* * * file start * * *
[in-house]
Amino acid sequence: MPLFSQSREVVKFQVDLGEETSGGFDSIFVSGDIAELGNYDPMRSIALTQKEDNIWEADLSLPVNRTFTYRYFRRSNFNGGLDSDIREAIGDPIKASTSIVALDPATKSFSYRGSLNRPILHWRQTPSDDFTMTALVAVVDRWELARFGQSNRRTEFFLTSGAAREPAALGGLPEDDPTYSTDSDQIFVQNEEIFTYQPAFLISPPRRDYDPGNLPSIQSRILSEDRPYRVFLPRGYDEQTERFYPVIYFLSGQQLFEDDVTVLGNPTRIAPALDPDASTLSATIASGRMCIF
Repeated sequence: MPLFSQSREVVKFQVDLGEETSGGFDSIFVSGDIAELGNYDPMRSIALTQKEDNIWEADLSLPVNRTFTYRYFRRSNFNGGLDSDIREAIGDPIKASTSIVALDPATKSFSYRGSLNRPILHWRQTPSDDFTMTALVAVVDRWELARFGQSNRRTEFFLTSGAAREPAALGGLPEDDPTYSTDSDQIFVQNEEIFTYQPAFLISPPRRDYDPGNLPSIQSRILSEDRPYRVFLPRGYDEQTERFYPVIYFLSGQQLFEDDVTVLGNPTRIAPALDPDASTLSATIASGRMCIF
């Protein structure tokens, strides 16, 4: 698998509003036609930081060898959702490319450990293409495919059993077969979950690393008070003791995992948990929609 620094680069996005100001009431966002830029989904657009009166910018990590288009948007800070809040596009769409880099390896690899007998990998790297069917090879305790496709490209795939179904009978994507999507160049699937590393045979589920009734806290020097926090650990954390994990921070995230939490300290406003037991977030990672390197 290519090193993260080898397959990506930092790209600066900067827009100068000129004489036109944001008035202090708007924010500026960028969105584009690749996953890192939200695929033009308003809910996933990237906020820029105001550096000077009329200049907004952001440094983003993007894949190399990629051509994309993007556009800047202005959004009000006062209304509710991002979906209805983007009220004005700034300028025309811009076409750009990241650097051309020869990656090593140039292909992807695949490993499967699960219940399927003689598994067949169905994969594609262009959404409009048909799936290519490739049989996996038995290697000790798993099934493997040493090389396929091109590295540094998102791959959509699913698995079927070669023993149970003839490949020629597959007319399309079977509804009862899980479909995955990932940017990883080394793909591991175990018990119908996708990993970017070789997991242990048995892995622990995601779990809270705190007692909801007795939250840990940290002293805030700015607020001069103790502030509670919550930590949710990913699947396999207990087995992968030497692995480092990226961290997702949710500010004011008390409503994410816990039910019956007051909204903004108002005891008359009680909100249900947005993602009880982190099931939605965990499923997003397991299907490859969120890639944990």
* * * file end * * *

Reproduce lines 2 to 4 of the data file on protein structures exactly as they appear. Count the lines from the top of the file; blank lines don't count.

Amino acid sequence: MPLFSQSREVVKFQVDLGEETSGGFDSIFVSGDIAELGNYDPMRSIALTQKEDNIWEADLSLPVNRTFTYRYFRRSNFNGGLDSDIREAIGDPIKASTSIVALDPATKSFSYRGSLNRPILHWRQTPSDDFTMTALVAVVDRWELARFGQSNRRTEFFLTSGAAREPAALGGLPEDDPTYSTDSDQIFVQNEEIFTYQPAFLISPPRRDYDPGNLPSIQSRILSEDRPYRVFLPRGYDEQTERFYPVIYFLSGQQLFEDDVTVLGNPTRIAPALDPDASTLSATIASGRMCIF
Repeated sequence: MPLFSQSREVVKFQVDLGEETSGGFDSIFVSGDIAELGNYDPMRSIALTQKEDNIWEADLSLPVNRTFTYRYFRRSNFNGGLDSDIREAIGDPIKASTSIVALDPATKSFSYRGSLNRPILHWRQTPSDDFTMTALVAVVDRWELARFGQSNRRTEFFLTSGAAREPAALGGLPEDDPTYSTDSDQIFVQNEEIFTYQPAFLISPPRRDYDPGNLPSIQSRILSEDRPYRVFLPRGYDEQTERFYPVIYFLSGQQLFEDDVTVLGNPTRIAPALDPDASTLSATIASGRMCIF
């Protein structure tokens, strides 16, 4: 698998509003036609930081060898959702490319450990293409495919059993077969979950690393008070003791995992948990929609 620094680069996005100001009431966002830029989904657009009166910018990590288009948007800070809040596009769409880099390896690899007998990998790297069917090879305790496709490209795939179904009978994507999507160049699937590393045979589920009734806290020097926090650990954390994990921070995230939490300290406003037991977030990672390197 290519090193993260080898397959990506930092790209600066900067827009100068000129004489036109944001008035202090708007924010500026960028969105584009690749996953890192939200695929033009308003809910996933990237906020820029105001550096000077009329200049907004952001440094983003993007894949190399990629051509994309993007556009800047202005959004009000006062209304509710991002979906209805983007009220004005700034300028025309811009076409750009990241650097051309020869990656090593140039292909992807695949490993499967699960219940399927003689598994067949169905994969594609262009959404409009048909799936290519490739049989996996038995290697000790798993099934493997040493090389396929091109590295540094998102791959959509699913698995079927070669023993149970003839490949020629597959007319399309079977509804009862899980479909995955990932940017990883080394793909591991175990018990119908996708990993970017070789997991242990048995892995622990995601779990809270705190007692909801007795939250840990940290002293805030700015607020001069103790502030509670919550930590949710990913699947396999207990087995992968030497692995480092990226961290997702949710500010004011008390409503994410816990039910019956007051909204903004108002005891008359009680909100249900947005993602009880982190099931939605965990499923997003397991299907490859969120890639944990």